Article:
Irish patients looking for cheaper dental treatment abroad

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Reports suggest that Irish patients are starting to look for cheaper alternatives to their standard dental care, following budget cuts at the beginning of this year.

The cuts were brought in to reduce the size of the deficit; however, they have left many Irish patients struggling to afford dental care and many are now considering travelling abroad for treatment. Many patients are also crossing the border into Northern Ireland for treatment.

One of the major changes to the dental care system in the Republic of Ireland was the lack of funding for orthodontic treatment; previously braces had been heavily subsidised by the State. Now, patients are being forced to pay for orthodontic treatment, which currently costs around £4,000 in Ireland. Dentists in Northern Ireland have reported a significant increase in the numbers of patients from the Republic coming to them for orthodontic treatment. Patients wanting root canal treatment have also chosen to make the journey north, as prices are significantly lower.

Irish patients are also heading further afield to other parts of Europe for dental treatment; popular treatments include dental implants, dental veneers, orthodontic braces and teeth whitening treatments. Eastern Europe is a particularly attractive option for patients from both the UK and Ireland because prices are so much lower; patients can often pay less than half what they would at home for treatment in countries like Hungary and Romania, for example.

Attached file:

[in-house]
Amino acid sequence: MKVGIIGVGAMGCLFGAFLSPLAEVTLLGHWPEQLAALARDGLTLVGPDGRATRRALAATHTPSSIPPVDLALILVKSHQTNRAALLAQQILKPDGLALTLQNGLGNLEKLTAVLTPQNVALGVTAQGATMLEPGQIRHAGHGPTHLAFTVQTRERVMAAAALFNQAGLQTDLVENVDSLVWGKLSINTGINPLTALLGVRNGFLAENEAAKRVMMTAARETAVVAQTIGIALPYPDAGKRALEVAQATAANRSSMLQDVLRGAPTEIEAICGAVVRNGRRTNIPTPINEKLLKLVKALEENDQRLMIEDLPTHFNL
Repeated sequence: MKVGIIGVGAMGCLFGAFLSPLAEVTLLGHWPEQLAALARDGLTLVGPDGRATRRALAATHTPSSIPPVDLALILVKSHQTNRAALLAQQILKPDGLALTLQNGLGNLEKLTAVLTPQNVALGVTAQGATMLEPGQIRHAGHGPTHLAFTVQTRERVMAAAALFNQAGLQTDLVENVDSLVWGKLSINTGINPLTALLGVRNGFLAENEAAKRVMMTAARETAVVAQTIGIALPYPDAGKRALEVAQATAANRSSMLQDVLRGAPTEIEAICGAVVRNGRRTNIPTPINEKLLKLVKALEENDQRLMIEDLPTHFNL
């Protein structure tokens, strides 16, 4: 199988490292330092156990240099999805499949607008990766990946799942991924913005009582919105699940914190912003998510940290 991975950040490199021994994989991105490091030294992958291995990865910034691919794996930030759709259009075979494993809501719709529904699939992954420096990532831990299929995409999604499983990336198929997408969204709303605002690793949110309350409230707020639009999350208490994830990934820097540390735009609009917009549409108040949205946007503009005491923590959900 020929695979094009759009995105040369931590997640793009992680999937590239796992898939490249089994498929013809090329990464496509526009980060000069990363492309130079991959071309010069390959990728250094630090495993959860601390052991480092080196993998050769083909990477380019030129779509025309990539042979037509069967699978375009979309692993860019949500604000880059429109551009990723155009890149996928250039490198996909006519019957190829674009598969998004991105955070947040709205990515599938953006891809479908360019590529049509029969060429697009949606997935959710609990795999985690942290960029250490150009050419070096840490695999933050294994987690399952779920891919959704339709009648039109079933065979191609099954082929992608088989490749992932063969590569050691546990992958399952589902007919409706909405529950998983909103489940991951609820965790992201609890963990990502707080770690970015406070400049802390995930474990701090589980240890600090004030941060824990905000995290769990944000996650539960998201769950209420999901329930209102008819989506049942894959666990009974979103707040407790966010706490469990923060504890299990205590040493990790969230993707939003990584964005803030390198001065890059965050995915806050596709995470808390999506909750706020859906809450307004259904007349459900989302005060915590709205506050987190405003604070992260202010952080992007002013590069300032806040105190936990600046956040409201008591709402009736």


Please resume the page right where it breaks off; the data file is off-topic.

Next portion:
Earlier in the year, patients and dentists were outraged at the announcements made by the Irish government; people are being charged the same levels of social insurance but are now receiving much less for their money. Although Irish dentists have frozen their prices, their running costs are much higher than those in Northern Ireland and they cannot compete with the lower prices available in European countries. Representatives from the government said they had no choice but to cut government spending thanks to huge deficits that resulted from the global economic recession.

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